By Brian M. Pinheiro and D. Renee Applegate, Ballard Spahr LLP
On Jan. 5, 2010, the IRS published long-awaited guidance allowing employers to fix certain provisions of their nonqualified deferred compensation plan documents that otherwise fail to satisfy the requirements of section 409A of the Internal Revenue Code.
Section 409A generally imposes restrictions on the timing of deferrals and the timing and form of payments from nonqualified deferred compensation plans. Such plans must satisfy section 409A in form and operation. Failure to satisfy section 409A results in substantial tax penalties for affected participants (generally, executives and directors).
The new correction guidance will help employers seeking to ensure section 409A compliance in advance of an IRS executive compensation audit. The IRS has announced that it intends to initiate new employment tax audits for up to 6,000 companies in 2010. Given that such audits likely will involve IRS review of nonqualified deferred compensation plans, an area of frequent employment tax noncompliance, many employers will take advantage of the opportunity to clean up any section 409A documentation failures.
Plan Document Failures
The section 409A correction guidance covers a wide range of plan document failures, including:
• Ambiguous or inconsistent defined terms (e.g., use of the phrase “termination of employment” in a manner that is inconsistent with the section 409A-defined “separation from service”).
• Inclusion of impermissible payment dates or events (e.g., a payment date that varies based on the executive’s execution of a noncompete agreement or a release of claims).
• Inclusion of impermissible payment schedules (e.g., multiple forms of payment for the same payment-triggering event).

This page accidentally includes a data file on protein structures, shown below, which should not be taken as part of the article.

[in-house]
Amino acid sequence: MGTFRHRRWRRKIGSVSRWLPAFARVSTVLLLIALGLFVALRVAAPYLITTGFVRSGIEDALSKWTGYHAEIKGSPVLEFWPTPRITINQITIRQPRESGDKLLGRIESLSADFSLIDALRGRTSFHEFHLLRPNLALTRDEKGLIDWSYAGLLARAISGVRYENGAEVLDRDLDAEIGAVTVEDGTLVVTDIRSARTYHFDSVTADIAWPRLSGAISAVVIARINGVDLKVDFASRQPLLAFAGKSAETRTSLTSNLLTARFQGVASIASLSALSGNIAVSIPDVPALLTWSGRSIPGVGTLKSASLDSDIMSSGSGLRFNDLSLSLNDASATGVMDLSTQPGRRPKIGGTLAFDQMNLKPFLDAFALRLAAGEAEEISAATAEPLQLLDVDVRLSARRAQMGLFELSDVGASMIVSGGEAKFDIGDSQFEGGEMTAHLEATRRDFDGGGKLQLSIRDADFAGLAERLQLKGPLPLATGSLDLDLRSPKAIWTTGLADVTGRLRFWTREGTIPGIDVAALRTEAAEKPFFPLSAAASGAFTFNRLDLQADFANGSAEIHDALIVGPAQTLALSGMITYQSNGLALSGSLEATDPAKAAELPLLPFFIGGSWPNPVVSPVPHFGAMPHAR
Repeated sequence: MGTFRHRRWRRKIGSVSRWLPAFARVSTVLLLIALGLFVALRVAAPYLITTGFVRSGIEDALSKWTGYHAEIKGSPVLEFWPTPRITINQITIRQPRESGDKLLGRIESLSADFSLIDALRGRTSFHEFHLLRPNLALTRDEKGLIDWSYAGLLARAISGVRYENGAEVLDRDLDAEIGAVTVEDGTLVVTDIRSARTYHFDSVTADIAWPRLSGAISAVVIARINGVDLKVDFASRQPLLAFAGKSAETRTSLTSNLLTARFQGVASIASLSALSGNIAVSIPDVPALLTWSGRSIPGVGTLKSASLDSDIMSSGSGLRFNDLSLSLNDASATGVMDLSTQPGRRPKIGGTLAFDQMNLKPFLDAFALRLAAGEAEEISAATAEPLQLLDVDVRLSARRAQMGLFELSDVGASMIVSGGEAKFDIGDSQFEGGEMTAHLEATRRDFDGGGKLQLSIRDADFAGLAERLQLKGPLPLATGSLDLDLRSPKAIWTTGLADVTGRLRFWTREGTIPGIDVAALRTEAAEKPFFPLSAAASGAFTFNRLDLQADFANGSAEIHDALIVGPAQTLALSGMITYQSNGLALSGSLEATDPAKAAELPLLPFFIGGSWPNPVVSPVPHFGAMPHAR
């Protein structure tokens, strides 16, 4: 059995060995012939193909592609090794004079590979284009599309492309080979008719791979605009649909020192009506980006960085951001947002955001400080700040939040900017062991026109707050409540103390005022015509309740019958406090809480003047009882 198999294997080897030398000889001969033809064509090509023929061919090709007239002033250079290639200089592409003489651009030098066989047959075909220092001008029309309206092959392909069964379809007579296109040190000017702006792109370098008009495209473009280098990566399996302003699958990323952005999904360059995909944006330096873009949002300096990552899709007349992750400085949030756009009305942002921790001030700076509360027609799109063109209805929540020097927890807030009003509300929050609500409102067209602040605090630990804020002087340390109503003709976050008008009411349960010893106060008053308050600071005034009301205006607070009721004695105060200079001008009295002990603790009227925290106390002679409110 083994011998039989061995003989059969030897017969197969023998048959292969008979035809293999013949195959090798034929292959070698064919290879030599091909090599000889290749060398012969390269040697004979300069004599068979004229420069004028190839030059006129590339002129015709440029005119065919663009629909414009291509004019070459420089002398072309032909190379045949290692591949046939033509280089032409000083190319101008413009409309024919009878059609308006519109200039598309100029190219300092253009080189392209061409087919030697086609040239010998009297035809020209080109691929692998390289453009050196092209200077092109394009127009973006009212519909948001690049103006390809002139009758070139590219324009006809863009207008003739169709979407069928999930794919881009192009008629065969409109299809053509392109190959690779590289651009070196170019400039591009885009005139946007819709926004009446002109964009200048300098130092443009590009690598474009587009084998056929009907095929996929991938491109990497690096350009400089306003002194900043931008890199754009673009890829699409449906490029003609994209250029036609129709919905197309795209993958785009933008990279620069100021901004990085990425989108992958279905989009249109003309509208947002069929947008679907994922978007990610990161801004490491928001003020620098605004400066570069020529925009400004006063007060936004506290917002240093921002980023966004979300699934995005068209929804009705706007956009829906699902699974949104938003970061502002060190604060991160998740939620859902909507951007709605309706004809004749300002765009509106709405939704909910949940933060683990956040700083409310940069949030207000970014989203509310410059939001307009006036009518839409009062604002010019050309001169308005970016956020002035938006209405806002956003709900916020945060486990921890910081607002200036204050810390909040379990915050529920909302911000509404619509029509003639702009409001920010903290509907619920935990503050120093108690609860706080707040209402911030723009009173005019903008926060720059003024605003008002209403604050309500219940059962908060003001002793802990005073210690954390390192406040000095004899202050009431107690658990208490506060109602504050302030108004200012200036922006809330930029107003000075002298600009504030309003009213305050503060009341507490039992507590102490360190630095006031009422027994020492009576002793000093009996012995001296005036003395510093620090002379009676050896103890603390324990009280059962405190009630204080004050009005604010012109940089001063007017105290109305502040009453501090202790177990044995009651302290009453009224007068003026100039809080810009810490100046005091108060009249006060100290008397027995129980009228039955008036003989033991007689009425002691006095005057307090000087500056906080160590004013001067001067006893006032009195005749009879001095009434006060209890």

• Retention of impermissible discretion to choose a form of payment or payment schedule.
• Failure to provide for a six-month delay in payment for key employees of publicly traded companies upon their separation from service.
• Erroneous deadlines for making deferral elections.
Participants who receive payments within one year following the date of the plan document correction are required to pay a reduced section 409A penalty in certain cases, though even the reduced penalty can be avoided if correction is completed by Dec. 31, 2010. The employer and the participant are required to disclose notice of the correction on their federal income tax returns.
Brian M. Pinheiro is a partner, and D. Renee Applegate is an associate, at law firm Ballard Spahr LLP.
© 2010 Ballard Spahr Andrews & Ingersoll, LLP. All Rights Reserved.
Editor’s Note: This article should not be construed as legal advice.
Severance Arrangements: How to Apply the Final § 409A Regulations, SHRM Online Compensation Discipline, January 2008
Deferred Compensation Plans Can Aid Cash Flow, Retention, SHRM Online Compensation Discipline, November 2007
Deferred Comp: Analysis of Final Section 409A Regulations, SHRM Online Compensation Discipline, April 2007
Review Agreements to Ensure Section 409A Compliance, SHRM Online Legal Issues, April 2007
Deferred Comp: Code Section 409A Imposes New Requirements, SHRM Online Compensation Discipline, December 2004